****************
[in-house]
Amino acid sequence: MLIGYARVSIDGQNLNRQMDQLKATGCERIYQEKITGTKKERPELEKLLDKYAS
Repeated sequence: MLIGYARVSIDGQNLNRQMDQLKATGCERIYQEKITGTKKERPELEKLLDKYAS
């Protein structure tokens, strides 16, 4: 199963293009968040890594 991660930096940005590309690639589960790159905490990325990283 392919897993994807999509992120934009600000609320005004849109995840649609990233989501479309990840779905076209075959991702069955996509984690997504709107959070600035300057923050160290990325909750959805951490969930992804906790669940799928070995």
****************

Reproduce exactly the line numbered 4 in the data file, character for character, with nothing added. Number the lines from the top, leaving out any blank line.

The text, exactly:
């Protein structure tokens, strides 16, 4: 199963293009968040890594 991660930096940005590309690639589960790159905490990325990283 392919897993994807999509992120934009600000609320005004849109995840649609990233989501479309990840779905076209075959991702069955996509984690997504709107959070600035300057923050160290990325909750959805951490969930992804906790669940799928070995």